Via this debate on Aristotle The Geek’s blog, I came across this critique of Ayn Rand’s essay “The Objectivist Ethics” on Michael Heumer’s website. After reading through the mind-numbing (primarily because of its length) critique and disagreeing with it, I took a look at some other pages on his site and found this critique of egoism. Heumer is a self-described intuitionist (I will have to read more on his precise views on intuitions) and he constructs a hypothetical in which he claims that an egoist would have to murder a person for a very minor benefit. Then he claims that since it is self-evident that murder is wrong egoism cannot be true.
Consider the nature of his hypothetical
I just happen to have in my pocket a hand-held disintegrator ray, though. The gun will quickly disintegrate any person I aim it at. It is believed that victims of disintegration suffer brief but horrible agony while being disintegrated, but after that, no trace of them is left. …then I see this homeless guy ahead, just wandering down the street. …Assume that I live in a society in which homeless people are so little respected that my action is both legal and socially acceptable. Homeless people are regularly beaten up, set on fire, etc., with impunity. Passers-by even regard it as an amusing entertainment. So I will not be punished for my action. (emphasis mine)
Heumer claims that the fact that the events in such a hypothetical might never come to pass does not mean that we can reject the hypothetical itself (as he claims several Objectivists do). And he is right. There is nothing wrong with using hypotheticals to test theories. In fact, without the use of hypotheticals, I don’t think anyone can arrive at any useful abstract ideas. Though there is nothing wrong in considering the hypothetical, Heumer’s arguement simply does not hold. First, no rational egoist will actually murder a homeless guy on the street to save a couple of seconds (more on this later). Second, even if I grant Heumer – here is another hypothetical! – his claim that an egoist would have to murder the homeless guy in his hypothetical, Heumer’s intuitionism is not enough to reject egoism. Heumer’s intuitions did not arise in a world where the kind of events in his hypothetical ever happen (note the emphasized lines above). Therefore his intuitions are ill equipped to deal with his hypothetical. In fact, this is always true. Any intuition, by its very nature is ill equipped to deal with unusual situations. This is so irrespective of the source of the intuition – whether it be evolution or culture or experience.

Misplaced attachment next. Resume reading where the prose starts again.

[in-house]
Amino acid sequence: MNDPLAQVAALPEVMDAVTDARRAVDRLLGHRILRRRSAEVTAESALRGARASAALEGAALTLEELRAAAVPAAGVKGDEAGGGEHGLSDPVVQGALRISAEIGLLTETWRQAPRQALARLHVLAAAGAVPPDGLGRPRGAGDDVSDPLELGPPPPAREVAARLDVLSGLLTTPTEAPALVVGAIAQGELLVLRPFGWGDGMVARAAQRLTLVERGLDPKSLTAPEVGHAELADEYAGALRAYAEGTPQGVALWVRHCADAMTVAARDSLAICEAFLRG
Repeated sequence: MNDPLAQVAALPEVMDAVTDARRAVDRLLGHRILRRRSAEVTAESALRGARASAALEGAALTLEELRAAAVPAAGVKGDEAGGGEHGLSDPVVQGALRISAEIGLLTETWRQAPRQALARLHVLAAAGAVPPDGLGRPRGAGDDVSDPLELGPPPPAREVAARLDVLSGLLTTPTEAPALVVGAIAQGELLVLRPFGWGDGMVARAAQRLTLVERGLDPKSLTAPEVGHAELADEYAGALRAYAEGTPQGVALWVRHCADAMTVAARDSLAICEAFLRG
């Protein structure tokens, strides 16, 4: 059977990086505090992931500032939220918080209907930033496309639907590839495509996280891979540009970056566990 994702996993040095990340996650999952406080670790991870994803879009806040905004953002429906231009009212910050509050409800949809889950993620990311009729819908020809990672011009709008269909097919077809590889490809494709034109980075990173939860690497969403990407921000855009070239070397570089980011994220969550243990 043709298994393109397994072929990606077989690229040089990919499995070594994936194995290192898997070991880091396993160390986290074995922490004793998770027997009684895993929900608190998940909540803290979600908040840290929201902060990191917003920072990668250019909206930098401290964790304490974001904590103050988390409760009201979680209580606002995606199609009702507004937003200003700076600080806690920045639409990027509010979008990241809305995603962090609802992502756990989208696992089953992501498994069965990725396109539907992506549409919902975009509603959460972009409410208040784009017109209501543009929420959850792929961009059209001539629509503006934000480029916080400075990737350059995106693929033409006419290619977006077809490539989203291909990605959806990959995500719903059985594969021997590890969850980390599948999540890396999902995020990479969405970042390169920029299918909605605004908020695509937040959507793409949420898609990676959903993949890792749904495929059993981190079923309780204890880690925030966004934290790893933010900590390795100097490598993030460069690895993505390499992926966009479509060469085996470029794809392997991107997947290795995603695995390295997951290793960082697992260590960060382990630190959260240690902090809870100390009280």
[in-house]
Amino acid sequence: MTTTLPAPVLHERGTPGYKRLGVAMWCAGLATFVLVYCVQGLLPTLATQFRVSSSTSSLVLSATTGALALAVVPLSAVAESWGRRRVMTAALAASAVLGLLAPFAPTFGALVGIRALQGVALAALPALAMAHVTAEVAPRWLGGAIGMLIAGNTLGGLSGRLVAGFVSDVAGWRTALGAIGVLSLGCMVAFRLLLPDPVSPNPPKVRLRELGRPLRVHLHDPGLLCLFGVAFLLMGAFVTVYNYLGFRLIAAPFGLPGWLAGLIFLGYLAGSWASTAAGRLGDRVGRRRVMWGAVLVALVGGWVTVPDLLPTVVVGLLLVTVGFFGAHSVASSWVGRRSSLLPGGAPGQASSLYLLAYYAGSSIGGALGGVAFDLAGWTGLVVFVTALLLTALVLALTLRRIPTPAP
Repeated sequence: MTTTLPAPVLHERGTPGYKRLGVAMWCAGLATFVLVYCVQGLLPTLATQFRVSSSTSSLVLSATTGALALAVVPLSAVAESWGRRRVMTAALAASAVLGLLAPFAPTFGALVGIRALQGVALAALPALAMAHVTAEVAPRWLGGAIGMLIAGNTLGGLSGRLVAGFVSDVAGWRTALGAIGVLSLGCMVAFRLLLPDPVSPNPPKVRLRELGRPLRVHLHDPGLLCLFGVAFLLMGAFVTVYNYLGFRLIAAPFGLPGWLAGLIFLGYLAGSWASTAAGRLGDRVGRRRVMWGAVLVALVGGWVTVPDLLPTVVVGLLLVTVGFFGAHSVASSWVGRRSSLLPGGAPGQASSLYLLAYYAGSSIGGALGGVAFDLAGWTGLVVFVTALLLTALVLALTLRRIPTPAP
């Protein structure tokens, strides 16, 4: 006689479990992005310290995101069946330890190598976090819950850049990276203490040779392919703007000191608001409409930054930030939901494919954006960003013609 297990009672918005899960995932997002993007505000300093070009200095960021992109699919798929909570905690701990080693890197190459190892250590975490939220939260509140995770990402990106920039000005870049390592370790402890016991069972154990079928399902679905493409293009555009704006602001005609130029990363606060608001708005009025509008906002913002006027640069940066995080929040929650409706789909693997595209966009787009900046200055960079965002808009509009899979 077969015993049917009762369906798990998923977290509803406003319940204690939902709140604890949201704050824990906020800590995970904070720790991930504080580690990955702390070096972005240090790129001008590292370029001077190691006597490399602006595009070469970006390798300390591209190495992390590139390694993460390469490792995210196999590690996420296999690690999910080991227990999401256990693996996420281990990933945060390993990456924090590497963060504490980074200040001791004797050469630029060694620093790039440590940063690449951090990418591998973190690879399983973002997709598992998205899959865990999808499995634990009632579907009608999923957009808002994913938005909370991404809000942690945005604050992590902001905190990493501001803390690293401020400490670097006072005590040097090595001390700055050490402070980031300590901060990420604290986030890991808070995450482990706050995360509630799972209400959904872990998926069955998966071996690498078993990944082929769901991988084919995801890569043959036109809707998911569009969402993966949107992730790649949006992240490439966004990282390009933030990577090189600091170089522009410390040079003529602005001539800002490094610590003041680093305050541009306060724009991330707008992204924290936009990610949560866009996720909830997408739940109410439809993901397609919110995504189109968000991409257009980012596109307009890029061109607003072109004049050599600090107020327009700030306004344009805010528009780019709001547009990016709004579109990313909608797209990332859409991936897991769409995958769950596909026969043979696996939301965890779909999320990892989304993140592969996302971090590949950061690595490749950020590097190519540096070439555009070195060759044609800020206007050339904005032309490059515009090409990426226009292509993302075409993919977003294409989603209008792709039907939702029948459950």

Consider another hypothetical. Suppose Heumer actually lived in a society like the one he describes. Moreover, suppose that his ancestors also lived in such societies over the last 20000 years. As Heumer writes (correctly), the person framing the hypothetical gets to stipulate what goes on in the hypothetical. So I can very well stipulate this. What would Heumer’s intuition be if he grew up in such a world? Would it still be that murdering a person to save a couple of seconds is wrong? I don’t think so. Heumer’s hypothetical – far from being a proof that egoism is wrong – is actually a proof that intuitions are of limited use (at best) in judging an idea. Intuitions can tell you that a particular idea needs more or less thought. They cannot tell you whether a particular idea is right or wrong.
Would a (rational) egoist actually commit a murder to save a couple of seconds? Rand’s egoism (which is what Heumer is targeting) requires a person to be always rational. Rationality does not mean that one should weigh all the possible consequences of every conceivable action – presumably by assigning probabilities and utilities and then calculating some sort of expected utility. Rationality means that man must recognize that he cannot do such calculus because the world is an extremely calculated place. Rationality means that man must instead find principles on which to base his actions. Rationality means that man must not waste his time attempting to do some impossible calculus (calculating all the probabilities is impossible) to save a couple of seconds.
Finally, here is another hypothetical for Heumer (and for all those who like to create absurd hypotheticals to “prove” that egoism is wrong). Suppose that you are walking down a street with a gun in your pocket and see a person sitting on a bench just next to you with a bag beside him. You see a young boy in the window of a house on the other side of the street. The boy shouts and tells you that the person on the bench is actually a terrorist, that the bag beside him contains explosives and he is about to detonate them. What should you do? The challenge: based on your intuitions, tell me what you would do. Would the answer be the same if the location in the hypothetical were
a) a road in a peaceful village in rural America
b) a road in Pakistan on which the Pakistani president is due to travel
c) the road outside your own house with the boy being your neighbour’s son
(Hint: Does morality apply to such situations?)